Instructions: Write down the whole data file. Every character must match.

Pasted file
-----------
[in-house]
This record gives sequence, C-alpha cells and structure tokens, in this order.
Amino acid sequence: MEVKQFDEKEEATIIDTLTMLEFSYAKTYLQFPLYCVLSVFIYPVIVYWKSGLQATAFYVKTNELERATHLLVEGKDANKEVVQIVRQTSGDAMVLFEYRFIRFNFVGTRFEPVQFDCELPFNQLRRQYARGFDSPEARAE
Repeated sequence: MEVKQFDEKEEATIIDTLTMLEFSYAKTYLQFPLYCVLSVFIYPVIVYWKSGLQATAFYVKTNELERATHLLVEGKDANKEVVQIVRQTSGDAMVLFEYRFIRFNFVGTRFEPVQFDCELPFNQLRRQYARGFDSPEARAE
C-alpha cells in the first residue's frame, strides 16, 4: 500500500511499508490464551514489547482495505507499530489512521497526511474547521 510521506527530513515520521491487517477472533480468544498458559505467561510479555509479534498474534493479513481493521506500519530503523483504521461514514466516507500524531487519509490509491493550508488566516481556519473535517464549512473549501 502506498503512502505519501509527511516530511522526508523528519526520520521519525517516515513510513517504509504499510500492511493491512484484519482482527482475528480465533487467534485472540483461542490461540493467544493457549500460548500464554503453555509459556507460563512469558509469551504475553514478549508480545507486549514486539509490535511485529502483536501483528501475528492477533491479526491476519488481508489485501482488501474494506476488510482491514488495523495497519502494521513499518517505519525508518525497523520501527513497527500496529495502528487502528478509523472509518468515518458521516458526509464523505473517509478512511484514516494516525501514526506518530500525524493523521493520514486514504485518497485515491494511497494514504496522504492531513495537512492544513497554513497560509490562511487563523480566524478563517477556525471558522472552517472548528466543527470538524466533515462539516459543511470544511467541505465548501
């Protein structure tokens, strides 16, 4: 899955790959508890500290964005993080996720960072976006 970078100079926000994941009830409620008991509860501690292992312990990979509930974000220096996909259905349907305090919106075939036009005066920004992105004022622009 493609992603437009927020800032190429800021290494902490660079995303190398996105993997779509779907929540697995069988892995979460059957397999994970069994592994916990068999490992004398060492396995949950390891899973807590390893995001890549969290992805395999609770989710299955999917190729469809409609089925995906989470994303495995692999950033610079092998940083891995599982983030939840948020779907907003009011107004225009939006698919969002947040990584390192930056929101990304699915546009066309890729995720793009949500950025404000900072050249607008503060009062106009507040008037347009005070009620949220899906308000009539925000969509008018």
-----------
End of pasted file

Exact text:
[in-house]
This record gives sequence, C-alpha cells and structure tokens, in this order.
Amino acid sequence: MEVKQFDEKEEATIIDTLTMLEFSYAKTYLQFPLYCVLSVFIYPVIVYWKSGLQATAFYVKTNELERATHLLVEGKDANKEVVQIVRQTSGDAMVLFEYRFIRFNFVGTRFEPVQFDCELPFNQLRRQYARGFDSPEARAE
Repeated sequence: MEVKQFDEKEEATIIDTLTMLEFSYAKTYLQFPLYCVLSVFIYPVIVYWKSGLQATAFYVKTNELERATHLLVEGKDANKEVVQIVRQTSGDAMVLFEYRFIRFNFVGTRFEPVQFDCELPFNQLRRQYARGFDSPEARAE
C-alpha cells in the first residue's frame, strides 16, 4: 500500500511499508490464551514489547482495505507499530489512521497526511474547521 510521506527530513515520521491487517477472533480468544498458559505467561510479555509479534498474534493479513481493521506500519530503523483504521461514514466516507500524531487519509490509491493550508488566516481556519473535517464549512473549501 502506498503512502505519501509527511516530511522526508523528519526520520521519525517516515513510513517504509504499510500492511493491512484484519482482527482475528480465533487467534485472540483461542490461540493467544493457549500460548500464554503453555509459556507460563512469558509469551504475553514478549508480545507486549514486539509490535511485529502483536501483528501475528492477533491479526491476519488481508489485501482488501474494506476488510482491514488495523495497519502494521513499518517505519525508518525497523520501527513497527500496529495502528487502528478509523472509518468515518458521516458526509464523505473517509478512511484514516494516525501514526506518530500525524493523521493520514486514504485518497485515491494511497494514504496522504492531513495537512492544513497554513497560509490562511487563523480566524478563517477556525471558522472552517472548528466543527470538524466533515462539516459543511470544511467541505465548501
């Protein structure tokens, strides 16, 4: 899955790959508890500290964005993080996720960072976006 970078100079926000994941009830409620008991509860501690292992312990990979509930974000220096996909259905349907305090919106075939036009005066920004992105004022622009 493609992603437009927020800032190429800021290494902490660079995303190398996105993997779509779907929540697995069988892995979460059957397999994970069994592994916990068999490992004398060492396995949950390891899973807590390893995001890549969290992805395999609770989710299955999917190729469809409609089925995906989470994303495995692999950033610079092998940083891995599982983030939840948020779907907003009011107004225009939006698919969002947040990584390192930056929101990304699915546009066309890729995720793009949500950025404000900072050249607008503060009062106009507040008037347009005070009620949220899906308000009539925000969509008018």